Movie Review: 'Untraceable'
Jan 25,2008 00:00 by Arthur Salm

It opens with the torture and slow death of a kitten, which neatly captures the spirit and tone of the execrable, excruciating "Untraceable."

Yet another serial killer is on the loose. The worst kind, at that: A fiendish computer wunderkind whose machinations send police and FBI agents scurrying to their terminals, where we endure scene after scene of fingers tapping on keys. I ask you, what kind of society produces monsters like these? Or, more to the point, movies like this?

'UNTRACEABLE' - Diane Lane and Billy Burke star in the thriller 'Untraceable.' CNS Photo courtesy of John Bramley 


4 STARS - Excellent.

3 STARS - Worthy.

2 STARS - Mixed.

1 STAR - Poor.

0 - Forget It (a dog.)  
Jennifer Marsh (Diane Lane, trying to look drab and not coming close) is just another single-mom FBI agent in Portland, Ore., assigned to nab Internet crooks with her whiz-kid pal Griffin (Colin Hanks). Tonight, a new Web site called "killwithme" has a live feed of that pitiful, dying kitten, and there's a tip that the location is in Portland. Agent Marsh is alarmed.

Her officious boss (Peter Lewis) sees it as less than a threat, but not long after the kitten dies, the site is up again - this time with a human victim. The Web master/torturer has rigged things up so that hits on the site amp up his Rube Goldbergian death apparatus. "They're all accomplices," Marsh says of the Internet voyeurs after the first man expires rather painlessly of a slowly, then more rapidly (as the number of viewers goes up) dripping intravenous sedative.

More people get snatched off the street for starring roles on killwithme. The ratings, as it were, are going through the roof, and the methods of execution are getting ever grislier. Heat lamps, for example. Sulfuric acid.

And everyone who's ever seen a movie knows why there's a little more of Marsh's home life than necessary: Her 8-year-old daughter will clearly be a target.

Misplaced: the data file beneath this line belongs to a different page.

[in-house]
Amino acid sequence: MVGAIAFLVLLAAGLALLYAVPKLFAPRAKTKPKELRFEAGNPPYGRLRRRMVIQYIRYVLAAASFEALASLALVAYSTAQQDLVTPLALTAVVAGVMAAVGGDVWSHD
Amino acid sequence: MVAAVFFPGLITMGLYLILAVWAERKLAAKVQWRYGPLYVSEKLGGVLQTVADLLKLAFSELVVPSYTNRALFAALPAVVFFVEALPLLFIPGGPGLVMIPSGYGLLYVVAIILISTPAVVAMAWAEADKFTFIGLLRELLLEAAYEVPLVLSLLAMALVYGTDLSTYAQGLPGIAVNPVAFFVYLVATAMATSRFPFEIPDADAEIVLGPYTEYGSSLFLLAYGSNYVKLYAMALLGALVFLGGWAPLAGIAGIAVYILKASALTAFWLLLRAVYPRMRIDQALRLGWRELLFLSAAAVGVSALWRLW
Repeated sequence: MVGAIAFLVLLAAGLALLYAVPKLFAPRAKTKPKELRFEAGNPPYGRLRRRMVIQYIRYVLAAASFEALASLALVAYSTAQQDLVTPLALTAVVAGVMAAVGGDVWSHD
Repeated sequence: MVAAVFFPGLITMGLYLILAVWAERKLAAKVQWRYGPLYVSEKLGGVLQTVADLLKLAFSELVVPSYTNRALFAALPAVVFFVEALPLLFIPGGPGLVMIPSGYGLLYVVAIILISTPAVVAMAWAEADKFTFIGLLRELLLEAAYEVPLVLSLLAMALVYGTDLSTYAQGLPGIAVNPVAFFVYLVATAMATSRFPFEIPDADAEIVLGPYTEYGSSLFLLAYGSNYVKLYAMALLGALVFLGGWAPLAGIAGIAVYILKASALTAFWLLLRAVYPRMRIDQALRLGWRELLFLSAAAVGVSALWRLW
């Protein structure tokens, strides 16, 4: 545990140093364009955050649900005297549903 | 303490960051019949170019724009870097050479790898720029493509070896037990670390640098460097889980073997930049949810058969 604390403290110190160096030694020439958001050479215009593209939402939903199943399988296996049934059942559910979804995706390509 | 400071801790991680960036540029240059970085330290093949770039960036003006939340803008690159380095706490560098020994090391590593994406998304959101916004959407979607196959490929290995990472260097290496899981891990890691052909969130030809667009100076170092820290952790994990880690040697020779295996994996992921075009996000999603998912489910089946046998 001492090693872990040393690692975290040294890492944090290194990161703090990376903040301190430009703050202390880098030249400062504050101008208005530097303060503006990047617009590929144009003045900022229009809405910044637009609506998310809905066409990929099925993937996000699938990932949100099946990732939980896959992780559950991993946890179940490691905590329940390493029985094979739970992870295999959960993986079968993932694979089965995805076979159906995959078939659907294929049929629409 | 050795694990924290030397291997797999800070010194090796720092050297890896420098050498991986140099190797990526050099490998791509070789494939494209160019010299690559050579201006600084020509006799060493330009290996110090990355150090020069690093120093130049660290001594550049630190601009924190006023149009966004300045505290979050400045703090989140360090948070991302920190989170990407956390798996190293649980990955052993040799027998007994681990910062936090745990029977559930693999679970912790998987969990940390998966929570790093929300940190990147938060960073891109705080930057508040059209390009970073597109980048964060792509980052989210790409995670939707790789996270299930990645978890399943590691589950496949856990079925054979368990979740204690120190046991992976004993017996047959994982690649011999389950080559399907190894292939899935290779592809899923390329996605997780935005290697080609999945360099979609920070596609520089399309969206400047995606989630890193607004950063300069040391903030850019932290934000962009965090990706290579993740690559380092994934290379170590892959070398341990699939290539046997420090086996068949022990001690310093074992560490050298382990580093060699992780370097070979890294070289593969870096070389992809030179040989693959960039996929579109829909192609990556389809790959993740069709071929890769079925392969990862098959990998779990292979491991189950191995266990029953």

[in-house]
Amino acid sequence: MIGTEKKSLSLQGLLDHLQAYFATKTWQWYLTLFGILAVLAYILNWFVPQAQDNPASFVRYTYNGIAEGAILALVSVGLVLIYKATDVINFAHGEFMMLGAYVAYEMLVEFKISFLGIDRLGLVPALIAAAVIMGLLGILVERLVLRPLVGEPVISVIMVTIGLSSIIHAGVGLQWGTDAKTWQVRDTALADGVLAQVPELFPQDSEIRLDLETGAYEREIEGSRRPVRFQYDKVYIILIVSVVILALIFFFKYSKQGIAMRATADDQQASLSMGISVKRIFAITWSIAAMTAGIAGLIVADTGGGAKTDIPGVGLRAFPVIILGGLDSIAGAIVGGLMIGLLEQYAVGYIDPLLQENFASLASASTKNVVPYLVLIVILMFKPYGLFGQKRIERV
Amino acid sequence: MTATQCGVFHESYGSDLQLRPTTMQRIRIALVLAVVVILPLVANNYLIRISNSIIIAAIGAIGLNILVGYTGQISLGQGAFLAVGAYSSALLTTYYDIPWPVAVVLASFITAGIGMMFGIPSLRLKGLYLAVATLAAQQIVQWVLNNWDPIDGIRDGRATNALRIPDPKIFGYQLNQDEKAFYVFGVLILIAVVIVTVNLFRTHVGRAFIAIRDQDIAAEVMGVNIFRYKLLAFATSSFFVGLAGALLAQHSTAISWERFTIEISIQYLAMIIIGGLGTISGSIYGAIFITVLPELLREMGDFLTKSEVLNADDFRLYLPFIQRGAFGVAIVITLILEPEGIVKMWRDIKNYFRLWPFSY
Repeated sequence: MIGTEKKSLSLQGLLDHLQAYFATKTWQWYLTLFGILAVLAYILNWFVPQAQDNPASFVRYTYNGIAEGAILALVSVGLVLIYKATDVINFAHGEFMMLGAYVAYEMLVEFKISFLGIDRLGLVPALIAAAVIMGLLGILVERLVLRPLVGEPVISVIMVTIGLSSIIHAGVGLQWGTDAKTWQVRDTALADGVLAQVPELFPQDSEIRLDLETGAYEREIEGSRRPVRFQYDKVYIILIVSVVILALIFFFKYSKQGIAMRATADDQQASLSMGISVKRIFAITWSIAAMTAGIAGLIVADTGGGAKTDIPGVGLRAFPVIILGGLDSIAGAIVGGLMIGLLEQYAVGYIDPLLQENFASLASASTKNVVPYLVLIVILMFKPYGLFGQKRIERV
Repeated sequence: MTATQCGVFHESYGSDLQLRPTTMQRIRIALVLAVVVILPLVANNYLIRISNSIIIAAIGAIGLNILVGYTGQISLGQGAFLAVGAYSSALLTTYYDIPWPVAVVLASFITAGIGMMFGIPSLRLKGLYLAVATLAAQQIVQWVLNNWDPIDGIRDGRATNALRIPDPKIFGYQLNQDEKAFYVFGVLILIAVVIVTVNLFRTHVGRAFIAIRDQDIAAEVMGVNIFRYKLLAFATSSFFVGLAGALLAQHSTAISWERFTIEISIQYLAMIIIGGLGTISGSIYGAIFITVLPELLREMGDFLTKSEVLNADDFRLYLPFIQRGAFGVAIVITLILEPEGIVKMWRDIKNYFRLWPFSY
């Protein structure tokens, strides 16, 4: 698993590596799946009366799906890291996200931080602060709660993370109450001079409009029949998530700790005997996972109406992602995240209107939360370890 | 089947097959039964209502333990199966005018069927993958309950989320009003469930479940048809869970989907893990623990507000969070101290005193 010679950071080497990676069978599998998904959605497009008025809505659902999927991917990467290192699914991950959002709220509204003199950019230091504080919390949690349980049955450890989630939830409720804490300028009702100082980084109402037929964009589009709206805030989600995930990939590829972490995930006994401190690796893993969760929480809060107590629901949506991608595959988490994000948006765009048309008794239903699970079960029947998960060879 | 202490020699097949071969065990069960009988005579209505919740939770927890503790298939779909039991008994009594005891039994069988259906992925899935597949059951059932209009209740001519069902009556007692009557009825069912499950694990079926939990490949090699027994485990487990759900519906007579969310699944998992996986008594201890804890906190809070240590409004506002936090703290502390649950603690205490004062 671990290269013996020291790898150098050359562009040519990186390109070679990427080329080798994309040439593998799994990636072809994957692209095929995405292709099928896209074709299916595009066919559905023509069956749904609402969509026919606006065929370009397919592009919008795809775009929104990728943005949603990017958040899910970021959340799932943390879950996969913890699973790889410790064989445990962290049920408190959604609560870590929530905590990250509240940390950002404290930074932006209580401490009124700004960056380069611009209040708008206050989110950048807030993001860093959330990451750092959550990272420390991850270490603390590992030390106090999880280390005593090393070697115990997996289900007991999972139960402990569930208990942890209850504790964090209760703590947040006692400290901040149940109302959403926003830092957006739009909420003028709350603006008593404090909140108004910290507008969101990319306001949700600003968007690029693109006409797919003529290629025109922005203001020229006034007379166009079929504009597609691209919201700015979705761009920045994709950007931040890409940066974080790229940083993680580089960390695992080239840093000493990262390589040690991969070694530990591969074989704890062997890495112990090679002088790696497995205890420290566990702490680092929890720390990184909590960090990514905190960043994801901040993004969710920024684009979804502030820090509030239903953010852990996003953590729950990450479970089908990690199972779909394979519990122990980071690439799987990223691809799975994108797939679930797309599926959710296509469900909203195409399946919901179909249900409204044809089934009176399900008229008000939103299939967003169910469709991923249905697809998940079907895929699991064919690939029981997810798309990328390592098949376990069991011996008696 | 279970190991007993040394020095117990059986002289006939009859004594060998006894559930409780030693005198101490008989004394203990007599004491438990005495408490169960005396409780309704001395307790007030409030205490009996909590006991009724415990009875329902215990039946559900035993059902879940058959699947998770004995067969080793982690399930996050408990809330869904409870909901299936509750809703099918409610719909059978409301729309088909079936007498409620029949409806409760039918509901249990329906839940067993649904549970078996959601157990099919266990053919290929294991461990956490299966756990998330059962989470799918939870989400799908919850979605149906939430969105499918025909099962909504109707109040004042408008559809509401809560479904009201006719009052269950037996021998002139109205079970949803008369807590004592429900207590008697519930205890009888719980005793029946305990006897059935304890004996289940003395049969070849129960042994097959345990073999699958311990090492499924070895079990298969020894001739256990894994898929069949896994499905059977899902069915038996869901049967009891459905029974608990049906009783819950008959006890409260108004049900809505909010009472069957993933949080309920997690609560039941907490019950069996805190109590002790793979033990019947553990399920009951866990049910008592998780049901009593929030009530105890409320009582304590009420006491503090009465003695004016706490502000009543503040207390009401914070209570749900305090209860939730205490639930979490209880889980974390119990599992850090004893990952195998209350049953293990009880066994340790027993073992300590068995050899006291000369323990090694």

The killwithme site is, of course, untraceable. Griffin explains why in a rambling monologue, after which the boss finally speaks some sense, and indeed speaks for all (well, most) of us by saying that he didn't understand a word of it.

Marsh is teamed with a local cop (Billy Burke), but any sparks that may have ignited are doused by Portland drizzle and scene after relentless scene of hideous torture. The film cynically demands its blood cake, then gobbles it: It pounds home the vapid notion that a cold, uncaring, heartless society will rush gleefully to the great national keyboard to enjoy the slaughter of human beings. Then it grabs us by our figurative lapels and shakes us, telling us what a truly awful thing this is.

Then it rubs our face in it.

The tape of a horrific, brains-into-red-mist suicide is shown at least three times. A victim literally comes apart in an acid bath. A writhing woman is hung by her ankles and slowly lowered toward whirling blades.

"Untraceable," (slickly shot, unfortunately - Portland is a gorgeous gray) is hateful, brutalizing, inexcusable. The contempt with which the film regards the audience should by all rights be returned, with well-earned outrage flung back in its face as bonus. Free of charge. No, really - it's on us.

A Screen Gems/Lakeshore Entertainment release. Director: Gregory Hoblit. Writers: Robert Fyvolent, Mark R. Brinker, Allison Burnett. Cast: Diane Lane, Billy Burke, Colin Hanks, Joseph Cross. Running time: 1 hour, 41 minutes. Rated R. 1 star.